Darwin's Waiting Room - _Orphan_
(MCA Records, 2001)
by: Aaron McKay (2 out of 10)
This band's bio sheet reads like a politician's press release -- putting forth a lot of overly ambiguous language poked through with holes of misrepresentation. Given some experience in reading current event editorials and political statements, I can clearly see all the nebulous terminology surrounding Darwin's Waiting Room. Without systematically pointing out the shortcomings associated with this band, I'll just cover the highlights 'cause this review needs to be more about the music than anything else. I am told that MTV called this band "rock's secret gem". With the exception of what MTV did raise the level of awareness for Chuck Schuldiner's medical condition, I can't remember when I gave a flying fuck what Kurt Loder or any of those thick, beatle-headed cretins had to say about music. I am reminded here of seeing Nevermore's front man, Warrel Dane, live in concert legitimately touting the conviction that "MTV SUCKS!". The bio promotes Darwin's Waiting Room as "unclassifiable", but goes on to call them a "pulsing fusion of hip-hop rhymes, monster grooves, crunching riffs and moments of stark melody". That sounds like a pretty fair portraiture to me for an "unclassifiable" outfit. Just to stroke ruffled feathers out there, that pervious commentary directly relates to Darwin's Waiting Room's sound, too, in case some among us think I am not devoting the necessary time to critiquing the music. Furthermore, -musically-, I hear arresting similarities to a band demo I reviewed a -long- time ago called Tendonitis [CoC #33]. Of course Tendonitis incorporates no lyrics, but the groove, texture and sound are so arguably uniform to what I hear on _Orphan_. While the lyrical message takes great strides to give off the impression of progressivism, in all actuality, they amount to double rapping, hyped-up radio fustian blatherskite. "Live for the Moment", simply for one quick example, feeds the listener an incredible line of bullshit saying that you can't change who you are and you should never reflect on your past. In addition to a whole host of historians and an innumerable plethora of civic leaders -- not to mention most people's parents --, this message is not only inaccurate, but grievous and sorry. The rationalization taken by the group in the bio regarding this track is infinitely more intelligible, but how it is communicated to the listener in the song itself is -so- dense that light bends around it. The two points I gave _Orphan_ come from tracks one and three, "Feel So Stupid (Table-9)" and "Sometimes it Happens Like This", respectively. Again, with my exception to the lyrics and hip-hop vocal drivel, the Burton C. Bell singing approach is impressive on "Feel So Stupid" and the beats on both songs are notably infectious. In my opinion, DWR needs to target their energy into the bullseye exposed by these two choice cuts. This band claims to be ever-changing; I'll wait for the next cycle in their evolution.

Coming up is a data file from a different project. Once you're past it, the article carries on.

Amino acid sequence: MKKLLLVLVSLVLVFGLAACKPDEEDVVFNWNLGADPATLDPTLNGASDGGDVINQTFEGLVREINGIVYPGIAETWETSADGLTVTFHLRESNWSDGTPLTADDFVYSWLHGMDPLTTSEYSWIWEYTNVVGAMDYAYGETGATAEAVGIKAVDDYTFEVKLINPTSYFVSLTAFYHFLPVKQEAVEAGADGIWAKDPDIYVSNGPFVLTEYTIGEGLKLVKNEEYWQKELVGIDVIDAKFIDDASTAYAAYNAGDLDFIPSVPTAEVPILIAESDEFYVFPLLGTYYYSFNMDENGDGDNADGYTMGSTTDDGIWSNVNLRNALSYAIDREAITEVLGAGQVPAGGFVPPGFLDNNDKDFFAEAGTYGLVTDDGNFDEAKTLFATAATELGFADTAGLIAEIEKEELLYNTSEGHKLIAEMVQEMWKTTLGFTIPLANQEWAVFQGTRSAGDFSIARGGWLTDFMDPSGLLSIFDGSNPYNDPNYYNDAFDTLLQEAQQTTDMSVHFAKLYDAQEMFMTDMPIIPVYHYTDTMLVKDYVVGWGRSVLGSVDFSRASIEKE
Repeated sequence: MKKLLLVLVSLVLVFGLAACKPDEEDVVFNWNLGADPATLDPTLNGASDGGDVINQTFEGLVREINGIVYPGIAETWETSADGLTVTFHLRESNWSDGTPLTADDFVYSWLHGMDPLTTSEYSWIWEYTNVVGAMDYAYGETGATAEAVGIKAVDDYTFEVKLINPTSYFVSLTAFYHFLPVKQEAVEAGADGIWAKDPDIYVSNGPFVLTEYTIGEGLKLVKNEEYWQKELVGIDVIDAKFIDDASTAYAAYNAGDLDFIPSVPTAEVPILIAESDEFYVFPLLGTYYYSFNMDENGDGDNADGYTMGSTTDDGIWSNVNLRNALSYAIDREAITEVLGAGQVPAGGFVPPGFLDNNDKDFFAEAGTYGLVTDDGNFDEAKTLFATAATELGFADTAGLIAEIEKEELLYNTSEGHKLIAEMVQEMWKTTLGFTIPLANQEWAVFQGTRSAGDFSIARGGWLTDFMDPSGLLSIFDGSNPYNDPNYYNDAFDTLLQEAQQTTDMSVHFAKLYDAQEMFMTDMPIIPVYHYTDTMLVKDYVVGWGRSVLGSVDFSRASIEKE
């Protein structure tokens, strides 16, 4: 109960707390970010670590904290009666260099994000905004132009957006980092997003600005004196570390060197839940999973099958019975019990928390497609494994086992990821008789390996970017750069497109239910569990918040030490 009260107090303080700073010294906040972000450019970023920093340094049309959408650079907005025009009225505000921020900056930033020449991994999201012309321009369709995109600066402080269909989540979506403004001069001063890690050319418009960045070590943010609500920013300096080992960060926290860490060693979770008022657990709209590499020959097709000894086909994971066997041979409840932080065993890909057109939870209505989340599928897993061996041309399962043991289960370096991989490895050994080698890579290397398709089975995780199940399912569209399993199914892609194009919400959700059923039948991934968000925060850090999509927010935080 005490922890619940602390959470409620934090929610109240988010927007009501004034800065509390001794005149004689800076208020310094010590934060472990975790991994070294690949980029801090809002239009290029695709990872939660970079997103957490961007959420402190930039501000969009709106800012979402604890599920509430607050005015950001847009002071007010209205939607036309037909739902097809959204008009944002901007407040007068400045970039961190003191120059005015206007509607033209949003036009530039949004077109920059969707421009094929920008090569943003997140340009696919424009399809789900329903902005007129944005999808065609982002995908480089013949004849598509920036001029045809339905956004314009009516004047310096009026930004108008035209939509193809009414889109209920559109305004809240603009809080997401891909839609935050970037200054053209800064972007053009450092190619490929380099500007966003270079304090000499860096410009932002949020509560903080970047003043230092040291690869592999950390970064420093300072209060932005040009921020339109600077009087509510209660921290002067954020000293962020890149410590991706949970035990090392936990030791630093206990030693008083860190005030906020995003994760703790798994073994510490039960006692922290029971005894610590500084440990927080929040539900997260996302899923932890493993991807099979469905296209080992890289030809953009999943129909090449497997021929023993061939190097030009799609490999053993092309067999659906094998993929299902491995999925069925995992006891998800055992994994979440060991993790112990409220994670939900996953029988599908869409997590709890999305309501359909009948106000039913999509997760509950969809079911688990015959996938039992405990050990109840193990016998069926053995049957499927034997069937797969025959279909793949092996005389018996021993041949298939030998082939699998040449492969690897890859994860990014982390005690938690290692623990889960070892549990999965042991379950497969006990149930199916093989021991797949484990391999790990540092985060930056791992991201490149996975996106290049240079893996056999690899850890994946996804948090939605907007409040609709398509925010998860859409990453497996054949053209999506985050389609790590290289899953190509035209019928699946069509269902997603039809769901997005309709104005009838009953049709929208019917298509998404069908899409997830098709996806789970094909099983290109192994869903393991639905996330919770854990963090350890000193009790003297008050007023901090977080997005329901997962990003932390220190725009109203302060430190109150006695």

(article published 12/8/2001)


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